Tristan und Isolde

Richard Wagner
Welsh National Opera
Mayflower, Southampton

Production photo

If any composer speaks dramatically to the audience through his music it is Richard Wagner – the more remarkable since as author of both score and libretto he stands out as musician and storyteller.

Emotion-packed Tristan und Isolde is revived this autumn by Welsh National Opera in the co-production with Scottish Opera, immaculately directed and designed by the Athens born Yannis Kokkos and first seen in 1993. This work relates through the prelude events preceding the opera from Tristan’s early life, and his slaying of Isolda’s betrothed to the voyage of the pair from Ireland to Cornwall.

This performance unveils a powerfully dramatic new Isolde in the Swedish soprano Annalena Person, winner of the 20003 competition for Wagner voices and already heard with WNO in The Flying Dutchman.

Miss Person has an attractive stage presence with a voice to die for. She quickly stirs the full house with her splendid outburst responding to the taunts of Kurwenal, sung by the excellent baritone Robert Hayward, another promising Wagnerian. There is also a nice performance by Susan Bickley as Brangäne.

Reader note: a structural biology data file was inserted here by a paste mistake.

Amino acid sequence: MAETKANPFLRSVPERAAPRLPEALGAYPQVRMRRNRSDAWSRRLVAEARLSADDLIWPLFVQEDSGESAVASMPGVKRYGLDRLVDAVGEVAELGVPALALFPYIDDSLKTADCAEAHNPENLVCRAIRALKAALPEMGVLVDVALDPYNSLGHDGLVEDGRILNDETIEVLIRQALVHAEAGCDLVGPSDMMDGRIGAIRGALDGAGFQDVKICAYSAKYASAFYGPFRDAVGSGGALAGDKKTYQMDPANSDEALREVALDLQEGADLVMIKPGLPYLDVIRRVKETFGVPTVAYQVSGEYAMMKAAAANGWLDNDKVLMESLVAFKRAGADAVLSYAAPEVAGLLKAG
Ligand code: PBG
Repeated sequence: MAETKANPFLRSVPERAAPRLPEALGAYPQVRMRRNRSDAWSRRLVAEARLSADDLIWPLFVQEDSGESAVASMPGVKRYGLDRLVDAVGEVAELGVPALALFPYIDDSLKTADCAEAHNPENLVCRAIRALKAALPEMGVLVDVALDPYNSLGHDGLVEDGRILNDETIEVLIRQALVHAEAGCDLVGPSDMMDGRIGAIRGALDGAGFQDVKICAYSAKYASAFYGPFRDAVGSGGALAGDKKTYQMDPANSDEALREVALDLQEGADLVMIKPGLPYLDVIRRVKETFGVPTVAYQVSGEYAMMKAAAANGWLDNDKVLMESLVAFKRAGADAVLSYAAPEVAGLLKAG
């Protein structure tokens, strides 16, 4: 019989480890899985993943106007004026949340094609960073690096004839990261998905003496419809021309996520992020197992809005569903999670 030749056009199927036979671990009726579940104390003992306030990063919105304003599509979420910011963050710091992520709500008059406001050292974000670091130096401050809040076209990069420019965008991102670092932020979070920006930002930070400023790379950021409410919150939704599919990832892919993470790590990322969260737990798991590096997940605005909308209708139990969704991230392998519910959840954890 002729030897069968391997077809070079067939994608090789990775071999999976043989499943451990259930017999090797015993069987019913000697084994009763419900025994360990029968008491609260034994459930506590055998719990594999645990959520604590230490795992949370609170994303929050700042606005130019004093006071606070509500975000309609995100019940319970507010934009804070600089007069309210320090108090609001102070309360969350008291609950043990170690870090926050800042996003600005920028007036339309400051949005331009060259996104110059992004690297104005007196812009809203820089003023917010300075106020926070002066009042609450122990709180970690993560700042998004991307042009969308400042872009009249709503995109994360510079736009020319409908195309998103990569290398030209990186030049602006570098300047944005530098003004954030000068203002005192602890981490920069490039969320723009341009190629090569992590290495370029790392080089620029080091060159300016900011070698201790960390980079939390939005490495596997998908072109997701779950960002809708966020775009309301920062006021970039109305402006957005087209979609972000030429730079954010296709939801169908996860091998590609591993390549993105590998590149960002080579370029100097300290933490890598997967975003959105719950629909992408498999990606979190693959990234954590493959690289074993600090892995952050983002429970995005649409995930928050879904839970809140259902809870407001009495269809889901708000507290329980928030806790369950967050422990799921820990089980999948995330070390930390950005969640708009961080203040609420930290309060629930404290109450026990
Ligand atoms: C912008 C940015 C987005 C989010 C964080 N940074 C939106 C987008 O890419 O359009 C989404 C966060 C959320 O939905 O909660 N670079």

Alas the Canadian John MacMaster, as Tristan, cannot match the exceptional feminine force on stage. No heldentenor he (at least not yet) and his stature is also against him in scenes of physical confrontation.

The settings are simple and powerful, symbolic rather than intrusive, a feature than allows maximum attention to score and voices.

The particularly clean lines of the castle scene for Act 3 form the perfect background for the approach of the hunt and the entrance of King Marke, thrillingly sung by the German Alfred Reiter. But the highlight of the evening so far is the duet in which the lovers crave for the night of death.

Yet with the death of Tristan and Isolde’s transfiguration, the massive Wagner chords provide a worthy platform for a wonderful new voice as Miss Person thrills the house with the famous Liebestod, bringing the performance to a glorious curtain in a crashing orchestral climax which deservedly won an ovation for conductor Mark Wigglesworth and the orchestra.

The performance will be repeated at The Empire Theatre, Liverpool, on Saturday

Reviewer: Kevin Catchpole